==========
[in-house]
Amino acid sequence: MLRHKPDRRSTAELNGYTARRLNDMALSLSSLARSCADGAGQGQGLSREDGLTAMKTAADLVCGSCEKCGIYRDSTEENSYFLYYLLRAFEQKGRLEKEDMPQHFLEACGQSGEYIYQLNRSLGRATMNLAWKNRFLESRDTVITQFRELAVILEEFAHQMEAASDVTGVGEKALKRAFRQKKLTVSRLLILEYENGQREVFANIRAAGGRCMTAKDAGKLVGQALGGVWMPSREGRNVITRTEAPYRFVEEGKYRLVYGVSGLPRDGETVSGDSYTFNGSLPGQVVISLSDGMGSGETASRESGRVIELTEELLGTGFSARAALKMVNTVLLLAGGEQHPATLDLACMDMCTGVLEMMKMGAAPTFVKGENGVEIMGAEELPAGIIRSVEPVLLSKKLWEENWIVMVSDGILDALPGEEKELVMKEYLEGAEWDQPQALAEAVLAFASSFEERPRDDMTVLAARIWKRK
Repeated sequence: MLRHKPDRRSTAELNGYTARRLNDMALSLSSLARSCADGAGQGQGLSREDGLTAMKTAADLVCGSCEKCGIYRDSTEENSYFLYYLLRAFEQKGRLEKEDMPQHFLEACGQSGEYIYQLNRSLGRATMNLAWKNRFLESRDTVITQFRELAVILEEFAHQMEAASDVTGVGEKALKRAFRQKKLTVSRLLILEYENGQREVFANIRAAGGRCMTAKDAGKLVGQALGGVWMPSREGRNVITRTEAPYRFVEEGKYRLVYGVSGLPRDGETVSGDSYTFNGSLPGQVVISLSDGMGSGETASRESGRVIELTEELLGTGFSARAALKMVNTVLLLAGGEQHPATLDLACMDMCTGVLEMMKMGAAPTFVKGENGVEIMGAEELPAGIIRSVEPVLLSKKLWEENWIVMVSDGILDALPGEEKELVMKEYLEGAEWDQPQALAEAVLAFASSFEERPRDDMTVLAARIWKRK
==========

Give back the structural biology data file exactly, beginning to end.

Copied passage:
[in-house]
Amino acid sequence: MLRHKPDRRSTAELNGYTARRLNDMALSLSSLARSCADGAGQGQGLSREDGLTAMKTAADLVCGSCEKCGIYRDSTEENSYFLYYLLRAFEQKGRLEKEDMPQHFLEACGQSGEYIYQLNRSLGRATMNLAWKNRFLESRDTVITQFRELAVILEEFAHQMEAASDVTGVGEKALKRAFRQKKLTVSRLLILEYENGQREVFANIRAAGGRCMTAKDAGKLVGQALGGVWMPSREGRNVITRTEAPYRFVEEGKYRLVYGVSGLPRDGETVSGDSYTFNGSLPGQVVISLSDGMGSGETASRESGRVIELTEELLGTGFSARAALKMVNTVLLLAGGEQHPATLDLACMDMCTGVLEMMKMGAAPTFVKGENGVEIMGAEELPAGIIRSVEPVLLSKKLWEENWIVMVSDGILDALPGEEKELVMKEYLEGAEWDQPQALAEAVLAFASSFEERPRDDMTVLAARIWKRK
Repeated sequence: MLRHKPDRRSTAELNGYTARRLNDMALSLSSLARSCADGAGQGQGLSREDGLTAMKTAADLVCGSCEKCGIYRDSTEENSYFLYYLLRAFEQKGRLEKEDMPQHFLEACGQSGEYIYQLNRSLGRATMNLAWKNRFLESRDTVITQFRELAVILEEFAHQMEAASDVTGVGEKALKRAFRQKKLTVSRLLILEYENGQREVFANIRAAGGRCMTAKDAGKLVGQALGGVWMPSREGRNVITRTEAPYRFVEEGKYRLVYGVSGLPRDGETVSGDSYTFNGSLPGQVVISLSDGMGSGETASRESGRVIELTEELLGTGFSARAALKMVNTVLLLAGGEQHPATLDLACMDMCTGVLEMMKMGAAPTFVKGENGVEIMGAEELPAGIIRSVEPVLLSKKLWEENWIVMVSDGILDALPGEEKELVMKEYLEGAEWDQPQALAEAVLAFASSFEERPRDDMTVLAARIWKRK